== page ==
There are many hundred SAP partners in Germany alone. These include large global system integrators, local solution providers, ISVs, managed service providers, hybrid cloud partners, and many more. And the task for partners of every size and focus is characterized by a clear change: the key word is open source.
For some time now, SAP itself has been increasingly going down the open source path, as evidenced by the SAP Linux Lab, SAP cloud offerings, and Linux as the sole operating system for its database Hana. To drive digital transformation and innovation, companies must also consider integrating non-SAP environments as part of an overall strategy for optimizing the process landscape. And here, too, open source is a key success factor – in conjunction with establishing agile end-to-end processes and using modern cloud-native development and hybrid cloud models. Open source is currently the innovation driver par excellence, for example for cloud and edge computing, IoT or big data.
A foray into open source
The questions that must inevitably arise for SAP partners are: “How do I become part of a modern SAP ecosystem and what measures will support me on the open source journey?”
A foray into the open source community with its thousands of frameworks, tools, and projects usually leads to more confusion rather than a solid technological foundation. A few Docker containers just won’t cut it. Solid expertise and hardened, certified open source platforms are necessary. As an SAP partner, however, you don’t necessarily have to develop this completely on your own – companies like Red Hat have been specializing in providing exactly such a platform for years. This frees up time for companies to focus on their own services and customers.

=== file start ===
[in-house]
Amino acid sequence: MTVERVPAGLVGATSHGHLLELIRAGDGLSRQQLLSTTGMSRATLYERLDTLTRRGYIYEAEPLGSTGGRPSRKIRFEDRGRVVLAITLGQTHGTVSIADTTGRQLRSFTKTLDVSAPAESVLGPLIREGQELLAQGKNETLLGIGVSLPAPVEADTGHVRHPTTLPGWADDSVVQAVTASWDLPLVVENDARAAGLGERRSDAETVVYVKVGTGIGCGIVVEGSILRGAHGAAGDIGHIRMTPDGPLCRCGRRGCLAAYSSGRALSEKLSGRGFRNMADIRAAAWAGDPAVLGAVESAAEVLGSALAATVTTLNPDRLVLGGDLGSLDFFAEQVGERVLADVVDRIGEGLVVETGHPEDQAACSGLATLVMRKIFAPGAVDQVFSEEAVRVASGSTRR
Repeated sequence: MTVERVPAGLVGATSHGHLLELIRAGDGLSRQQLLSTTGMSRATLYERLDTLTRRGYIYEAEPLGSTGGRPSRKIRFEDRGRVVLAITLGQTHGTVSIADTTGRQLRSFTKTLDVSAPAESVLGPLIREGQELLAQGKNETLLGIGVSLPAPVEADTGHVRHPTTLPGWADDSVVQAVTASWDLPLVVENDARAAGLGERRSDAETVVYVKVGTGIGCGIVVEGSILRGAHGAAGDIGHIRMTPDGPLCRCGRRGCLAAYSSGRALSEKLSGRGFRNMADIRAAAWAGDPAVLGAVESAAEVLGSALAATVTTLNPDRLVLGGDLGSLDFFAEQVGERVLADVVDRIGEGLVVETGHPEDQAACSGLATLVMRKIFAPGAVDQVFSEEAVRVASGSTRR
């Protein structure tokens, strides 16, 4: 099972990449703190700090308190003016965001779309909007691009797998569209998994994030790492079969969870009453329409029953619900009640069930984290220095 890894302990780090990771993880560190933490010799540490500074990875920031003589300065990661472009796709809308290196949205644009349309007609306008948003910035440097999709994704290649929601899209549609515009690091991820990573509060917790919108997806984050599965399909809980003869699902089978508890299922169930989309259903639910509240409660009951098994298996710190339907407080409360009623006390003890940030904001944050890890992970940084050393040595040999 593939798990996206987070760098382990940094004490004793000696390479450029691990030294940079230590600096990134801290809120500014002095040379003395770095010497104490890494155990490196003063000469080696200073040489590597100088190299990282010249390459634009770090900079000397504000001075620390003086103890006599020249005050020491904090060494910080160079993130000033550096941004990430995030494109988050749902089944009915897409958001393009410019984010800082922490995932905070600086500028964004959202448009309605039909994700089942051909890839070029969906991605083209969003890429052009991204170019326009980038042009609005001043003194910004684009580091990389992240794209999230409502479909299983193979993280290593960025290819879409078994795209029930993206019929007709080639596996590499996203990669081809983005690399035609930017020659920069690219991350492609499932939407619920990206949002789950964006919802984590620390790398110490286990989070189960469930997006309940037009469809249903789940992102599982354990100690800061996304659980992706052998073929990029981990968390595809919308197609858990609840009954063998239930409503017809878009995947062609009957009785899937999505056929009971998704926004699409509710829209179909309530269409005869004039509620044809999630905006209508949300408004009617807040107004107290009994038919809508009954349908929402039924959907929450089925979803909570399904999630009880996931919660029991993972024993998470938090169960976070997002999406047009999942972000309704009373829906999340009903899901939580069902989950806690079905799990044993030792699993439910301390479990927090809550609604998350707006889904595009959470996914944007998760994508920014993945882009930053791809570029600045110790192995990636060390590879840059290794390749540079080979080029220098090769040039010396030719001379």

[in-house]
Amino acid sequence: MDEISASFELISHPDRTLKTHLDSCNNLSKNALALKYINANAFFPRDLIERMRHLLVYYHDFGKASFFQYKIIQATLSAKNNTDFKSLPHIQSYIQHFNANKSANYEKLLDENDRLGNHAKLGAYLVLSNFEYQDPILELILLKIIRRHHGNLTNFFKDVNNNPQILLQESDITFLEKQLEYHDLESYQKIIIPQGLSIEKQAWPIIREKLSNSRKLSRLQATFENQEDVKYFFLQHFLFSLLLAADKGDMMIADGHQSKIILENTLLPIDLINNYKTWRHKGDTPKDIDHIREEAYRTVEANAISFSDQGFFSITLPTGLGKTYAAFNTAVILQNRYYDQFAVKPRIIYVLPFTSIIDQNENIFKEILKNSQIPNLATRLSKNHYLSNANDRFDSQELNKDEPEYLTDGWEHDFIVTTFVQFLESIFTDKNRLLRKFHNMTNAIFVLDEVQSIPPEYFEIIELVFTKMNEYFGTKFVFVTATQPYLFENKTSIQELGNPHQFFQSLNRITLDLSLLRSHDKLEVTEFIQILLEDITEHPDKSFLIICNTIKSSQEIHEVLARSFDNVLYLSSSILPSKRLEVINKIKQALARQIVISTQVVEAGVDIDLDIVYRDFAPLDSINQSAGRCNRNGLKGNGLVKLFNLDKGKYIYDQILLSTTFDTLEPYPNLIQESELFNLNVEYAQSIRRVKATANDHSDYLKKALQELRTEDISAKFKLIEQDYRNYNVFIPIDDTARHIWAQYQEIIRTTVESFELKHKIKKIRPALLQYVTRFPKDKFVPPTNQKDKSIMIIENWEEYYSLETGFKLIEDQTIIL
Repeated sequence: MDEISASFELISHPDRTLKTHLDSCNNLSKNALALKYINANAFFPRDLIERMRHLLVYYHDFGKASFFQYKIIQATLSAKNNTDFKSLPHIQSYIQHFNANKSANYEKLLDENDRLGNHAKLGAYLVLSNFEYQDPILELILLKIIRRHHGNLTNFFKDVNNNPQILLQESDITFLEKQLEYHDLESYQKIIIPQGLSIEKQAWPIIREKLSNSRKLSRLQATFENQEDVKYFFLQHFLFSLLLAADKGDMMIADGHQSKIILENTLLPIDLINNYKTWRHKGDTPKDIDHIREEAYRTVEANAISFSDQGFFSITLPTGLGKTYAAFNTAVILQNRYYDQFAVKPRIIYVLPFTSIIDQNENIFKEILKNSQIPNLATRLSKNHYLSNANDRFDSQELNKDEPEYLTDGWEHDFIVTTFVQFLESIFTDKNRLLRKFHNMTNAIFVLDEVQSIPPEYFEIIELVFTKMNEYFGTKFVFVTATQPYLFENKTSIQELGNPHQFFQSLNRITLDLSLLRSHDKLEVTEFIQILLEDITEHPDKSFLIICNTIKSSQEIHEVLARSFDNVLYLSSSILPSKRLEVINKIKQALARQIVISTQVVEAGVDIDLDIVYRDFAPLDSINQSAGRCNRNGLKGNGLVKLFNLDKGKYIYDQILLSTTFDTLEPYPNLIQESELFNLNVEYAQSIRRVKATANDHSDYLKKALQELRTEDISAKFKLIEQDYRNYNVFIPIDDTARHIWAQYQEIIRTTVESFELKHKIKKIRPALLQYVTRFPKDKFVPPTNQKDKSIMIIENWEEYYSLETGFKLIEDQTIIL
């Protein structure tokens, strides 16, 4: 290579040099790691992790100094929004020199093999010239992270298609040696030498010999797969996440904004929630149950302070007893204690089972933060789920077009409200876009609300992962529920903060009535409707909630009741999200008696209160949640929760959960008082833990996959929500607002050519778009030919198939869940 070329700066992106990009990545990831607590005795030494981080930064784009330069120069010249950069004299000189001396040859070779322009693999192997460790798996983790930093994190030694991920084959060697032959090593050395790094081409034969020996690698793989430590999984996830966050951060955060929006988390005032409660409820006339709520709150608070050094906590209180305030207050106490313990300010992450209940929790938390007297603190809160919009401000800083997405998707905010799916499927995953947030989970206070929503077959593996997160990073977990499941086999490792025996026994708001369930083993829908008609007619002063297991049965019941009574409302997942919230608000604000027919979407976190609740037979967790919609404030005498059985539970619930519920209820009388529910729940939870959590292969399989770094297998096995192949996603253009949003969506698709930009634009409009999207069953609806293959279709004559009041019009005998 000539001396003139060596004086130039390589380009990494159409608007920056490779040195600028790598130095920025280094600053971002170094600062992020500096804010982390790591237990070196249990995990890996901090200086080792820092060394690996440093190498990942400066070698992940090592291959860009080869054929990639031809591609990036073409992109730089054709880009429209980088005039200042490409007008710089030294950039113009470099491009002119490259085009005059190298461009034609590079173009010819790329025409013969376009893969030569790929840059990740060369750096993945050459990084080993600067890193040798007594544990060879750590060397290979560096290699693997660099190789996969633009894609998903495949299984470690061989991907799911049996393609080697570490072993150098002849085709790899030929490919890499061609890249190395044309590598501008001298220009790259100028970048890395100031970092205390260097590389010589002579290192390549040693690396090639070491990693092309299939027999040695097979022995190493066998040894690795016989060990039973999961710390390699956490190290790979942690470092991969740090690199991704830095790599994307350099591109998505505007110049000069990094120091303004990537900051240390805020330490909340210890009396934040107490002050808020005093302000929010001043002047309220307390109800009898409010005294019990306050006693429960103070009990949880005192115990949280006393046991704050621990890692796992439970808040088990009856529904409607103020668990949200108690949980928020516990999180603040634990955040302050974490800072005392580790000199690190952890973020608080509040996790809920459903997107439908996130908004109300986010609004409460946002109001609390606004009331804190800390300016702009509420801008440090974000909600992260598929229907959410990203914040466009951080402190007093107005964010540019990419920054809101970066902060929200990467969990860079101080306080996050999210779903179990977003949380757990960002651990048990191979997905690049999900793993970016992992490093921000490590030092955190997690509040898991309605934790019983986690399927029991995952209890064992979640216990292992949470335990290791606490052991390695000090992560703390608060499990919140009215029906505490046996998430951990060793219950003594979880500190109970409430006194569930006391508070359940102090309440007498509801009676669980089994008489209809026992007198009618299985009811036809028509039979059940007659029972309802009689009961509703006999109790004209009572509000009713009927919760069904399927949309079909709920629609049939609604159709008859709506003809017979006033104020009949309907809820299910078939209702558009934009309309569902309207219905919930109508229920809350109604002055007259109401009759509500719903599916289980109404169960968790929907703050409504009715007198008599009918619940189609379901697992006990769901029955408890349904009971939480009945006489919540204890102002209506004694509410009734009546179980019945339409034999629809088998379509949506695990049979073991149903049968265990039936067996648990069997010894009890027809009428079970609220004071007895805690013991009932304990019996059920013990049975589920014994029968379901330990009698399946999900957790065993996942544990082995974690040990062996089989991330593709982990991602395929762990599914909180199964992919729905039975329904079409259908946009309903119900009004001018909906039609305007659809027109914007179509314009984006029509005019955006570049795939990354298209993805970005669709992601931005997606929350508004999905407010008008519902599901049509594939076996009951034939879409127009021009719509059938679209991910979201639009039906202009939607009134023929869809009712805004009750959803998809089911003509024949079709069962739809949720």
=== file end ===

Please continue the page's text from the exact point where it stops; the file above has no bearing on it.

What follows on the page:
One example is the containerization of business applications and backend services. Red Hat offers various training courses for application modernization and migration on an open source basis. These include an introduction to the development and management of containers for deployment and secure operation in Kubernetes clusters. In addition, successful open source use also requires know-how in areas such as agile working, methodology, or error culture.
Apart from the use of various training offers, it is also helpful to look at open source policies. They aim to optimize the use of open source and minimize all technical, legal, or business risks. Examples and templates for open source policies can be found on GitHub, for example.
Once an SAP partner has started embracing open source, the next step is implementation. The use of open source methods and cloud-native development with containers and microservices offers two serious advantages: on the one hand, the free choice of infrastructure and, on the other, simple adaptation to customer-specific requirements. The intelligent use of automation also accelerates implementation and thus shortens the time to productive operation.
Open source deployment also adds significant value from a sales perspective. It is the basis for using cloud marketplaces for easier implementation and hybrid cloud certifications. In addition, open source supports cross-partnering. For example, a new open source initiative from the SAP Linux Lab facilitates the automated creation and management of SAP environments. This is based on standardized and modular codes and tools developed and provided by SAP technology partners. These include Red Hat, Suse, IBM, and SVA. Further advantages of open source are the possible scaling across hyperscalers, the simplified integration with other solutions, data, and services, as well as the easier and faster improvement of a company’s own product. Join in the fun, you are welcome to contribute!